The story about the early days of Jackie Robinson’s baseball career.
The movie that brought eyes onto actor Chadwick Boseman.
Many of the performances in the movie were good. Boseman and Harrison Ford were the best. Even though Ford’s role was a bit cliche with his rugged and growly voice and old mentor-like persona, he still was enjoyable to watch. These two were the ones that a viewer can stand behind as they carried the most heart and soul for the film.
Actor Alan Tudyk played the racist coach Ben Chapman. I bring him up because, despite his 10 minutes of screentime, he delivered in bringing forth some relatable feelings for Robinson. To which I’ll bring up later.
Now I’m not a big baseball or sports guy for that matter. I only knew Robinson as the first black major league baseball player, nothing more. I mean I figured in his early days that he did take verbal abuse from all sorts of people. Whether it was from the crowd or from his own teammates, I figured as such. But actually witnessing the movie and reading about what really went down afterward, it truly made me respect the man even more.
Robinson was a guy who, very easily, could have quit playing baseball amongst the white crowd. He could have quit and not take the on-the-field and out-of-field bullying that he endured over those first years. But he persisted through the hate. Robinson did his absolute best to block the harsh words and play what he loved playing. He wanted to show the world that black players can be capable of participating in the major leagues. He had his back, along with a few others as shown in the film.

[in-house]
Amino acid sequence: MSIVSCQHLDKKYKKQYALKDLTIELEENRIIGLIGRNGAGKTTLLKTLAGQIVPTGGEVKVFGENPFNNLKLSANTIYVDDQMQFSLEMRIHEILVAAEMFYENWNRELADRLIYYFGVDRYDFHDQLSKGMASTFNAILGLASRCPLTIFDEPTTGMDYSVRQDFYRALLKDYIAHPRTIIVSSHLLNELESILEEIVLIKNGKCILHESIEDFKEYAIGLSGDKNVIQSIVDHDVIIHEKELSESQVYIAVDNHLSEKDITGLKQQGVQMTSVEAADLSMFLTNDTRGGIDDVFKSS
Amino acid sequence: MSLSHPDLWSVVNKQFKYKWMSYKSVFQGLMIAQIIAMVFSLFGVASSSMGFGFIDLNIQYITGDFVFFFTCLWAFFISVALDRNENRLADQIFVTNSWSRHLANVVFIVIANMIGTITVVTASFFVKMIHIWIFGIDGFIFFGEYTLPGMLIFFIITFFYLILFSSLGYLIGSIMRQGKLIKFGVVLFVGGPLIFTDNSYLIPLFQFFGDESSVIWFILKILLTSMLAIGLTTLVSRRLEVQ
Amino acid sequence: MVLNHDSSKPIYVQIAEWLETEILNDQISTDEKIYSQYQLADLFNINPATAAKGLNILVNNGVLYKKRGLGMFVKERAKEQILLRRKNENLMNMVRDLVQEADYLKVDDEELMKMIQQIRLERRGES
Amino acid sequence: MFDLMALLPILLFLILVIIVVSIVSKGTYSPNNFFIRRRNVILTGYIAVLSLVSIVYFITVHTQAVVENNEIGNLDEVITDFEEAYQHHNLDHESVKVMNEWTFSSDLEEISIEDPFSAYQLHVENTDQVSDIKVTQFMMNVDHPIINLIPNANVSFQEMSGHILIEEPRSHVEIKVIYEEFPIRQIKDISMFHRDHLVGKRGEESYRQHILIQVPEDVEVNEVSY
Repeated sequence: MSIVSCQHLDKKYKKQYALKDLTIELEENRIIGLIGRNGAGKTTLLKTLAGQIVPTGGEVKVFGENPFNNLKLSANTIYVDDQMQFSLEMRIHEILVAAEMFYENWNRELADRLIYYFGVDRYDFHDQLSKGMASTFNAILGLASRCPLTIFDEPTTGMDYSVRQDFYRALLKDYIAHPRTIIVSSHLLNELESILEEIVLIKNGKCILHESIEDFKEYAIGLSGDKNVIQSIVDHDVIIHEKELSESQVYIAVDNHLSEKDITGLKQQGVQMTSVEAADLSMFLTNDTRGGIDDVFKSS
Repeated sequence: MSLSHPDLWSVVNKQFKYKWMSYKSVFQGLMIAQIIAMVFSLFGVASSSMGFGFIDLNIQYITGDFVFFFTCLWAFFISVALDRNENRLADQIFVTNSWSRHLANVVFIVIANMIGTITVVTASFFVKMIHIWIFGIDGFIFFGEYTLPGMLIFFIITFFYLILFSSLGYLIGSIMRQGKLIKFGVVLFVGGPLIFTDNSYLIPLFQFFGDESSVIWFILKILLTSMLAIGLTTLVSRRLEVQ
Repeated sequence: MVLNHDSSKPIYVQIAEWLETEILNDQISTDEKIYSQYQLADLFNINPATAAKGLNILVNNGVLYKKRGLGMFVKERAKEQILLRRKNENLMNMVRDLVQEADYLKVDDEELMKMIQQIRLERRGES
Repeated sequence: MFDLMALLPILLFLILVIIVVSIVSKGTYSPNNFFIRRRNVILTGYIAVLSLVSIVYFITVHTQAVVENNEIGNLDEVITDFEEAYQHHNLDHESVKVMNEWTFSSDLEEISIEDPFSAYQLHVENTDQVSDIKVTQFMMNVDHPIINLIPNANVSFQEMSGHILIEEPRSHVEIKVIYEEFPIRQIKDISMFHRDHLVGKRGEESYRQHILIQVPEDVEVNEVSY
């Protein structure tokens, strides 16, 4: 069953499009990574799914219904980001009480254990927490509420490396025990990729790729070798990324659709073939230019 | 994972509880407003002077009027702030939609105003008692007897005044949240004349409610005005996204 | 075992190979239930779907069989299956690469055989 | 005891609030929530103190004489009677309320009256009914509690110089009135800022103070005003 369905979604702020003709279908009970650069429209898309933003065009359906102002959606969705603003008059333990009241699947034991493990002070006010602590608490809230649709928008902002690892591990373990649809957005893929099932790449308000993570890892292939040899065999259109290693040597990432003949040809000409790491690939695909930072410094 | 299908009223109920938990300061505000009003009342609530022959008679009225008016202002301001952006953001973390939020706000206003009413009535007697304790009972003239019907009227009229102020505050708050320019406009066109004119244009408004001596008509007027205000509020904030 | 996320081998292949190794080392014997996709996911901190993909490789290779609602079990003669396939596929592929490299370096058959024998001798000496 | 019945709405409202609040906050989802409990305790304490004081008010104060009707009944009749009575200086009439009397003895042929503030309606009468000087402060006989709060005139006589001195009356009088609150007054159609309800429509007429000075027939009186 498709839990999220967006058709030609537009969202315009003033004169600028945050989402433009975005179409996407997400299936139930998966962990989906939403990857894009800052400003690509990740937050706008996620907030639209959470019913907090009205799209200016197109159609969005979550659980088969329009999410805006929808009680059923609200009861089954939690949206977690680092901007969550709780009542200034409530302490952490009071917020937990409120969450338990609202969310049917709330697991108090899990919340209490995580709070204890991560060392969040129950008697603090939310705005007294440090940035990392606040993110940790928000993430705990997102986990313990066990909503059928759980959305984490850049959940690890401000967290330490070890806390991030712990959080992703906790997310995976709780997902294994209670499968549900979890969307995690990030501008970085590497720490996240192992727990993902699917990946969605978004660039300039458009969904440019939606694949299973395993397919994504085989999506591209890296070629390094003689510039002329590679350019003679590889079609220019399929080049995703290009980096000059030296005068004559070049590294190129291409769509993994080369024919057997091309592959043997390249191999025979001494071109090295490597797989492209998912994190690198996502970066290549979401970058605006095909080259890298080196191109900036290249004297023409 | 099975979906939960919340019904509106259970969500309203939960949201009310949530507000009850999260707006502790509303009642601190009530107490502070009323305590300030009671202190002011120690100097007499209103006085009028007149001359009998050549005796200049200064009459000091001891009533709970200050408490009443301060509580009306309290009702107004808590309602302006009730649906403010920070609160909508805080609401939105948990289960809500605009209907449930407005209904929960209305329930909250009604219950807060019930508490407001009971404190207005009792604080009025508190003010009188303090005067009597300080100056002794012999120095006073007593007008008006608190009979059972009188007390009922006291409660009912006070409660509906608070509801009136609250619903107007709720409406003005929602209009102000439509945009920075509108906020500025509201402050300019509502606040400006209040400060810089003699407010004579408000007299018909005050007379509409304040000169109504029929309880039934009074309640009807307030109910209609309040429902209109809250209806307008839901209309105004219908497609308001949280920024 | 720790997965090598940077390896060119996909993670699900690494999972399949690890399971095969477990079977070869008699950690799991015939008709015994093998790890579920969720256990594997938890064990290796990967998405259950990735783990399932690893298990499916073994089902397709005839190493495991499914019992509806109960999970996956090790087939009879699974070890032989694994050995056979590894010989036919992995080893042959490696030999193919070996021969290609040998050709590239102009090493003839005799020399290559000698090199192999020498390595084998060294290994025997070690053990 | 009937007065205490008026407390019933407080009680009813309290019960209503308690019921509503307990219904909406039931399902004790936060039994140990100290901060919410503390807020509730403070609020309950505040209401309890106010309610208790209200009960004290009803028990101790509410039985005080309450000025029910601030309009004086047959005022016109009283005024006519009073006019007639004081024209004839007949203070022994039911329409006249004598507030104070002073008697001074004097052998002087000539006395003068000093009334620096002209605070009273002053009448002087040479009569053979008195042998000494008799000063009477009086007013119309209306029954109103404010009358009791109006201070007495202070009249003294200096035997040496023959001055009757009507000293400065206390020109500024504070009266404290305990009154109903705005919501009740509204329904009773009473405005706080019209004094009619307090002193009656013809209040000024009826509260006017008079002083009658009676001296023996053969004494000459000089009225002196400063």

Ford’s character, Branch Rickey, a few Dodger teammates, and Robinson’s wife, Rachel, wanted him to move forward to bring about his talents. It was nice to see the support bring brought onto Robinson. My favorite scene in the movie was when Rickey was comforting Robinson after being hearing slurs thrown at him by Chapman. Granted this was a scene that didn’t happen in real life, but I feel this was a good illustration of what Robinson’s mind was like. One can gravitate easily to him and you wanted to see him make it up there.
As far as the rest of the movie was concerned, it did play itself rather safe and predictable. Like it doesn’t take any extra steps in wanting to see more into the personal life of Robinson, outside of his early baseball days. The film tapped on it occasionally, but not enough. While it was interesting to see the teammates and various baseball officials not wanting to near Robinson or play in their cities, it be nice to view beyond that.
Even with the beat-for-beat plot, it was performed and played out well. There was enough heart to make one care about the difficulties that Robinson endured. One wanted to root for him; to succeed in the violent and hate-filled world that encompassed him. Definitely recommend it. At the time of writing this review, this was another good reminder of the current status that the nation was going through in the troubling year of 2020.
The life of Jackie Robinson runs parallel to the life of Chadwick Boseman. Both men had to struggle with something in order to fulfill the loving people and fans in their lives. The fact the two men kept fighting for what they loved, was something that many would define as, a hero.
RIP Jackie Robinson
RIP Chadwick Boseman
YouTube: Tk Theater Productions/LoneCentric Pictures